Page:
With the state budget hemorrhaging hundreds of millions of dollars in red ink, you’d think lawmakers would have their hands full just trying to staunch the bleeding.
But remarkably, state Sen. Beth Mizell, a Franklinton Republican, has found enough time on her hands for a pet project — running the city of New Orleans.
Apparently, Mizell would like to take the same management genius that’s made state government such a smashing success and apply it to the Crescent City. Give Mizell credit: She is nothing if not audacious.
Mizell is sponsoring Senate Bill 276, which would create a statewide commission to manage how local governments deal with memorials to a “historic conflict, historic entity, historic event, historic figure or historic organization.”
The language is broad, but no one has to guess what memorials Mizell is talking about. Her bill, which would require local officials to get a waiver before changing or moving such historical fixtures, was obviously inspired by an ongoing controversy about Confederate-themed statues in New Orleans.
New Orleans Mayor Mitch Landrieu has spearheaded a drive to take down several such monuments in the city, including the likeness of Robert E. Lee that looms over Lee Circle. The New Orleans City Council has gone along, and public bids to remove the monuments are due April 22.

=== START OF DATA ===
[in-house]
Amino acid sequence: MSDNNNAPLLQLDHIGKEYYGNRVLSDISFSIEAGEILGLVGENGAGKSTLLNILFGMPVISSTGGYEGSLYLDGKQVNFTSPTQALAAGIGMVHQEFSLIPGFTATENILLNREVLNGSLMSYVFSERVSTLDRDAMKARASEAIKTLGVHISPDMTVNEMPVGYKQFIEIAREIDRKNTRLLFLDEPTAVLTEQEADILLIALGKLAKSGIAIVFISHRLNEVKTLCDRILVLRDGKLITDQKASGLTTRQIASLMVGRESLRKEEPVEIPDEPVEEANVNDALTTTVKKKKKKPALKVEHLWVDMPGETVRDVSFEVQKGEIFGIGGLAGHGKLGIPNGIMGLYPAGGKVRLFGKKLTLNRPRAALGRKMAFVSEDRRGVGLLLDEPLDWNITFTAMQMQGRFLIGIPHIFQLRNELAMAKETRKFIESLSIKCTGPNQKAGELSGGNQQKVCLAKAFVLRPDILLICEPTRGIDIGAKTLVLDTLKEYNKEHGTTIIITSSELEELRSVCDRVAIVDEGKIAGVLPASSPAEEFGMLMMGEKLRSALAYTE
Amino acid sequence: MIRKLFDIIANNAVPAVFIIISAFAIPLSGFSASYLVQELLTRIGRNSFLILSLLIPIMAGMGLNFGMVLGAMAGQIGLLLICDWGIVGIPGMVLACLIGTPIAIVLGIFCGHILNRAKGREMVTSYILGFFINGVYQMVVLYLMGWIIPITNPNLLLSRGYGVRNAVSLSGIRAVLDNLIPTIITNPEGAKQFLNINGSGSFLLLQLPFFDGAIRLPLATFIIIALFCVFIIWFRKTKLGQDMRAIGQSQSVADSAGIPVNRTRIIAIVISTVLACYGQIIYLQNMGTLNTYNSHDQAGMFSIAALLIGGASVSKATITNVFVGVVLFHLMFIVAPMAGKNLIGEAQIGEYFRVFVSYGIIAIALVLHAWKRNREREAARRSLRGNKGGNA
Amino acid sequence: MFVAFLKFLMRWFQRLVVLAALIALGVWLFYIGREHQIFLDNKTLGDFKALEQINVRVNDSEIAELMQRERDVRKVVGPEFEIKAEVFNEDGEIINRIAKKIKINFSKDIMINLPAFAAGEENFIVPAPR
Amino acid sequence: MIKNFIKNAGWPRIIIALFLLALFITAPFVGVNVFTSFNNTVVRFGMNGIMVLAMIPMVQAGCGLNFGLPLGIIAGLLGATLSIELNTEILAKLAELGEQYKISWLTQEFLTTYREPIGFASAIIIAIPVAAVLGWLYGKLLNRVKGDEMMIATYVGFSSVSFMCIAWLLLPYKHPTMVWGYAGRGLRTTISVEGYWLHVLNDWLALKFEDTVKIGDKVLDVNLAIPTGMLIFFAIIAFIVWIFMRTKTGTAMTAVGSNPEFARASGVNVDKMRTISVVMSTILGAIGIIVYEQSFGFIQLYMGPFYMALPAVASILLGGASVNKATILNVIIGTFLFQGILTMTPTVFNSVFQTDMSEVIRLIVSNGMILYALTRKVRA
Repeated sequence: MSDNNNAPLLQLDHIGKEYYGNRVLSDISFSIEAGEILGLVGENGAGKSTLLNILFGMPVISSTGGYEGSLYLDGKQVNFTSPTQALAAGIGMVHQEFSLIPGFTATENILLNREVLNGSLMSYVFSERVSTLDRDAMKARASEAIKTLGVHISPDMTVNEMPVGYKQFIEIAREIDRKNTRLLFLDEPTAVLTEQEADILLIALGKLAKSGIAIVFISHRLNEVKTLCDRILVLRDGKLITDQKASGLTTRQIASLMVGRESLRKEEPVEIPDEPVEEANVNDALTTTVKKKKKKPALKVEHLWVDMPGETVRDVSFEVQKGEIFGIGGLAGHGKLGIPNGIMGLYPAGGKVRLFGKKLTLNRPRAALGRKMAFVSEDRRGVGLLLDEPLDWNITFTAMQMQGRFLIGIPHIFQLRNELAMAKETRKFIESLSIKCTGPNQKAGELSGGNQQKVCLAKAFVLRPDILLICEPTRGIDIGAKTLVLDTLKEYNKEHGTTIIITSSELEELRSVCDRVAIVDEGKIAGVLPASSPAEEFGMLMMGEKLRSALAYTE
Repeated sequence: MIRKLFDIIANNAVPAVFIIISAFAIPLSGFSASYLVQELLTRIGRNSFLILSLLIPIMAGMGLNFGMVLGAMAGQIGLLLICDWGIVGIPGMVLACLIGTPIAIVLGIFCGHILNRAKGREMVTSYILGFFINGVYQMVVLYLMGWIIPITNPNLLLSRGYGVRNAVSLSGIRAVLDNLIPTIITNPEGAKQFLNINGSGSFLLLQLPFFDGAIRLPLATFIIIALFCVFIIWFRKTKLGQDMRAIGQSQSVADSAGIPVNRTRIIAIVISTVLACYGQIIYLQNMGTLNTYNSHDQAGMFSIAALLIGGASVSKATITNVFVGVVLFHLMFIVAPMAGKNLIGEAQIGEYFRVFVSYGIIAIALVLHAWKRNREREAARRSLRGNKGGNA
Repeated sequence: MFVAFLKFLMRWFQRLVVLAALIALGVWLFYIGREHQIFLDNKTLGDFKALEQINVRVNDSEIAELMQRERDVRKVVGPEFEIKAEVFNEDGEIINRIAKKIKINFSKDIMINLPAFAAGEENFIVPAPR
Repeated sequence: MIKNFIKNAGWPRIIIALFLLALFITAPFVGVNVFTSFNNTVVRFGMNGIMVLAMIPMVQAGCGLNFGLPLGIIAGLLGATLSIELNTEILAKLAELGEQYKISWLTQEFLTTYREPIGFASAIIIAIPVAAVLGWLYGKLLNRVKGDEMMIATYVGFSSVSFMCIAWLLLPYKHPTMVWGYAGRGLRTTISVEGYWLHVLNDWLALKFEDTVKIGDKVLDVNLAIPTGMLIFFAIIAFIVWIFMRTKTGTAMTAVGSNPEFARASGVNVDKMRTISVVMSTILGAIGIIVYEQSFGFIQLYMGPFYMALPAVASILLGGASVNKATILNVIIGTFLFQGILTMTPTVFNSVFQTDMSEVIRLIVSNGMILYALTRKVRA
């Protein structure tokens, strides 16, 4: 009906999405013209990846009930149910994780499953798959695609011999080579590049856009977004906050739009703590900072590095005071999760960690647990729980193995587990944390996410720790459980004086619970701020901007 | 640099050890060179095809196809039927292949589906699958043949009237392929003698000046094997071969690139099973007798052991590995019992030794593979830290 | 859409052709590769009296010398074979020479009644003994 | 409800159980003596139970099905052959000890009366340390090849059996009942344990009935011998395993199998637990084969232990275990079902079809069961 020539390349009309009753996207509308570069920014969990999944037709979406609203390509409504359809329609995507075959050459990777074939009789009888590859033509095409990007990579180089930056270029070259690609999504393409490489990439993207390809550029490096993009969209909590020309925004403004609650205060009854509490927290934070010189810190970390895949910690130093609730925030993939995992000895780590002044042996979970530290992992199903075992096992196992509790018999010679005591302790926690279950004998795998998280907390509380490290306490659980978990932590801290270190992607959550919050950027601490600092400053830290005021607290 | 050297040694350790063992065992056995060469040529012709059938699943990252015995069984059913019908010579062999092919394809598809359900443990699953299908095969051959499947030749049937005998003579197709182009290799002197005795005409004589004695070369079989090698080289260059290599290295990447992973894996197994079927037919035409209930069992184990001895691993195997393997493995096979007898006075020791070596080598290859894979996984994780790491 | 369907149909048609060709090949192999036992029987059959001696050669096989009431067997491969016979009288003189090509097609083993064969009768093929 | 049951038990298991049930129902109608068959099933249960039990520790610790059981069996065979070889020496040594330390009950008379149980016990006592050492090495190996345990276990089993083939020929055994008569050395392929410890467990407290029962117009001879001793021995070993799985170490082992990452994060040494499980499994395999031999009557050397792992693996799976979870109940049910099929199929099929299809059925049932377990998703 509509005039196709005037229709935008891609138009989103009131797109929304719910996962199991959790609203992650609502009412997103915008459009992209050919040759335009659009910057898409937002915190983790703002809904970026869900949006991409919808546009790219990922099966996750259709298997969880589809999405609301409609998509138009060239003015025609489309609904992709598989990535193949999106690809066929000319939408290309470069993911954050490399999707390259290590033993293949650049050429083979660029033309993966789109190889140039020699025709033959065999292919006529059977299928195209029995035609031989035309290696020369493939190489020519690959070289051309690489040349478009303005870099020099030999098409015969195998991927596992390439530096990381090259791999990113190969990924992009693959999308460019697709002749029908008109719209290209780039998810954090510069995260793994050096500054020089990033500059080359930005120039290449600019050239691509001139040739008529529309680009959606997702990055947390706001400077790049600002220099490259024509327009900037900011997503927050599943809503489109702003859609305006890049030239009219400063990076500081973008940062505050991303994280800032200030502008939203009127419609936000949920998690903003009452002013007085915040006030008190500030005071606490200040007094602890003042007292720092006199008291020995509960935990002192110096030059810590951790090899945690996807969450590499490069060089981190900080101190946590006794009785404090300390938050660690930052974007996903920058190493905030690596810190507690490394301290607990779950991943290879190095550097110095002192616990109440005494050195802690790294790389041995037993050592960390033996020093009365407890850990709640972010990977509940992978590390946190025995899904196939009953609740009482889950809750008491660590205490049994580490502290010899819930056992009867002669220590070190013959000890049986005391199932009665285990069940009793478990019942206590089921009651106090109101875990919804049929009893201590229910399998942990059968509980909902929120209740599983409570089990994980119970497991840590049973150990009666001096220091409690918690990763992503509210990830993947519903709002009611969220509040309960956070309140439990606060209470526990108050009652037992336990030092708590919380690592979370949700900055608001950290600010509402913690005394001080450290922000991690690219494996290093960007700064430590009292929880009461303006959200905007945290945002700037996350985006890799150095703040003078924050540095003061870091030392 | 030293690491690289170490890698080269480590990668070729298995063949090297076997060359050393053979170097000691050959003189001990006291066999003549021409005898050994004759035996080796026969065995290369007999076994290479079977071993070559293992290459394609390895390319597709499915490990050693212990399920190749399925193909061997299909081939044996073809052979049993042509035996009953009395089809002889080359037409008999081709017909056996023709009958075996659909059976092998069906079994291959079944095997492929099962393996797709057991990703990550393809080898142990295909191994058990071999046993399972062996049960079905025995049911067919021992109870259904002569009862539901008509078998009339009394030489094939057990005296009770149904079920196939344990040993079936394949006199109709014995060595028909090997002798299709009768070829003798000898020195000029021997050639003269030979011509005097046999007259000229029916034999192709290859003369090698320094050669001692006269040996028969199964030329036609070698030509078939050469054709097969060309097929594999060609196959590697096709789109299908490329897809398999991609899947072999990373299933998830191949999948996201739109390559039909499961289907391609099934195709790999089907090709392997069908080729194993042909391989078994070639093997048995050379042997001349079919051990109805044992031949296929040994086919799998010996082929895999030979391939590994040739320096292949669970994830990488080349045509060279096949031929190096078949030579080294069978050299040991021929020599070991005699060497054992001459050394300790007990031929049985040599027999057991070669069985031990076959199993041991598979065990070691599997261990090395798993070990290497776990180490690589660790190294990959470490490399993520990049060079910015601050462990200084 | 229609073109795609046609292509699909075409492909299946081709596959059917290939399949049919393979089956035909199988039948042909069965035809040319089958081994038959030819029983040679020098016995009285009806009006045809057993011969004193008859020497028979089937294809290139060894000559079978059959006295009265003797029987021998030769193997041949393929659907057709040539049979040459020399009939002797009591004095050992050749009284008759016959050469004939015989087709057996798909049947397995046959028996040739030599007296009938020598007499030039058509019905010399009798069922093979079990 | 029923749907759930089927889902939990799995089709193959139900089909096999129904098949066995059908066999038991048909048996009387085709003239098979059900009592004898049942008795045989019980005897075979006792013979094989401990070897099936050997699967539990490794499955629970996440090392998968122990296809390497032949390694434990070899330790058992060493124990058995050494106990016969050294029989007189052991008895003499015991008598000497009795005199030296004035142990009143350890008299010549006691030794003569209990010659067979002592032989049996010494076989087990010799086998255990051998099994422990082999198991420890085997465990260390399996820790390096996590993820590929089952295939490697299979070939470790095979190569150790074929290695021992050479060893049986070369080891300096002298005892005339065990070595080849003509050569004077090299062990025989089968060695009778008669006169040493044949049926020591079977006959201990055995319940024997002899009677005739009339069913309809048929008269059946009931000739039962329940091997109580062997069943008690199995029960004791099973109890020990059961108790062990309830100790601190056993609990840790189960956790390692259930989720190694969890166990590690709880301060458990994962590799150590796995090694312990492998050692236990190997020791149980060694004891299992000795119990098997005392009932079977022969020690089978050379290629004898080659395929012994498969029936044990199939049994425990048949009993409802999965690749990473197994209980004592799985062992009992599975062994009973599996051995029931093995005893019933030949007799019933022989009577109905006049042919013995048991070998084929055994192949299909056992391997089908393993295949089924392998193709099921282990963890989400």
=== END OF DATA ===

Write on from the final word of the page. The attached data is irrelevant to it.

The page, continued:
It’s been a messy fight, with critics of the Confederate monuments claiming that they romanticize a racist past and defenders pointing to the historical significance of the statues. While the dispute has attracted national attention — and seems in danger of running longer than the Civil War itself — the outcome should be decided by New Orleans residents, not state bureaucrats.
Even if Mizell’s bill becomes law, the New Orleans monuments in the mayor’s bull’s-eye could be taken down by the time the new statewide commission meets.
It’s still ironic, though, that a Republican legislator, hailing from a party that preaches the virtue of local control, would champion the creation of a state committee to micromanage how local communities curate their history — a passion for centralized planning worthy of “Obamacare.”
Mizell’s colleagues should kill this bill, then get on with the more important business of rescuing state government from a budgetary Appomattox.